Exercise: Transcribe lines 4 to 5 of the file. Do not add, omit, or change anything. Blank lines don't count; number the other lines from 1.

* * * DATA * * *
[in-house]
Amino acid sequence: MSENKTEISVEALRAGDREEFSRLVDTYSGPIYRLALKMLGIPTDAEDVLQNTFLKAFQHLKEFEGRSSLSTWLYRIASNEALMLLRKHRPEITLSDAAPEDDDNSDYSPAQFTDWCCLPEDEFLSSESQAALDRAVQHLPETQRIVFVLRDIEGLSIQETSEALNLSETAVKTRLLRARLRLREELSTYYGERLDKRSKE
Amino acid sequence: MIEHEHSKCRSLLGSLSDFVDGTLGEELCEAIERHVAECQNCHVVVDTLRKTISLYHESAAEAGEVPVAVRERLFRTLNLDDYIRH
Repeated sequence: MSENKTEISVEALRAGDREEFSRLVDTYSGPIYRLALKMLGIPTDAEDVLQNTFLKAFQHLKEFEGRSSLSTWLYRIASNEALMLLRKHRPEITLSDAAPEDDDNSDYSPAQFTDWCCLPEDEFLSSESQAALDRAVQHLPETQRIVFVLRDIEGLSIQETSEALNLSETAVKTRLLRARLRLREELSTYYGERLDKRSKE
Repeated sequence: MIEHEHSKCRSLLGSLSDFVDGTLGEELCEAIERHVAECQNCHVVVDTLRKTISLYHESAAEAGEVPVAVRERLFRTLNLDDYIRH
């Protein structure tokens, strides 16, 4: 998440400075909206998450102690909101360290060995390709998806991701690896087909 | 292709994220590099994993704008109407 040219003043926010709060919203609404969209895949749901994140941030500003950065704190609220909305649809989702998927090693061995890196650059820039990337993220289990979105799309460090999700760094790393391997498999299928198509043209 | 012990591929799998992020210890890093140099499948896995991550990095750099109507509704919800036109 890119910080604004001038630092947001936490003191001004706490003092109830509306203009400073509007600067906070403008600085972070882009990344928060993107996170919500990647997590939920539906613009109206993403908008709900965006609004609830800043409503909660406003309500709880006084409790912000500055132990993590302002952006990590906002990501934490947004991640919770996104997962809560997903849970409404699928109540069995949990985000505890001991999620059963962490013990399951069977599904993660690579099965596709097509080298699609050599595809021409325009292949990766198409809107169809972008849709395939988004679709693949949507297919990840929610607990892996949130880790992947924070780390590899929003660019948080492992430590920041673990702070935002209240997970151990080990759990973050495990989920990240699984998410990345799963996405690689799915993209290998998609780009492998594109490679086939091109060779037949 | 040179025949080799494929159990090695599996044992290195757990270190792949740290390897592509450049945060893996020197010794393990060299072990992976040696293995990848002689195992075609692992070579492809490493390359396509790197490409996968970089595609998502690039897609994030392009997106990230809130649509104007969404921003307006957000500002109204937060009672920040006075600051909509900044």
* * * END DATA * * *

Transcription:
Repeated sequence: MSENKTEISVEALRAGDREEFSRLVDTYSGPIYRLALKMLGIPTDAEDVLQNTFLKAFQHLKEFEGRSSLSTWLYRIASNEALMLLRKHRPEITLSDAAPEDDDNSDYSPAQFTDWCCLPEDEFLSSESQAALDRAVQHLPETQRIVFVLRDIEGLSIQETSEALNLSETAVKTRLLRARLRLREELSTYYGERLDKRSKE
Repeated sequence: MIEHEHSKCRSLLGSLSDFVDGTLGEELCEAIERHVAECQNCHVVVDTLRKTISLYHESAAEAGEVPVAVRERLFRTLNLDDYIRH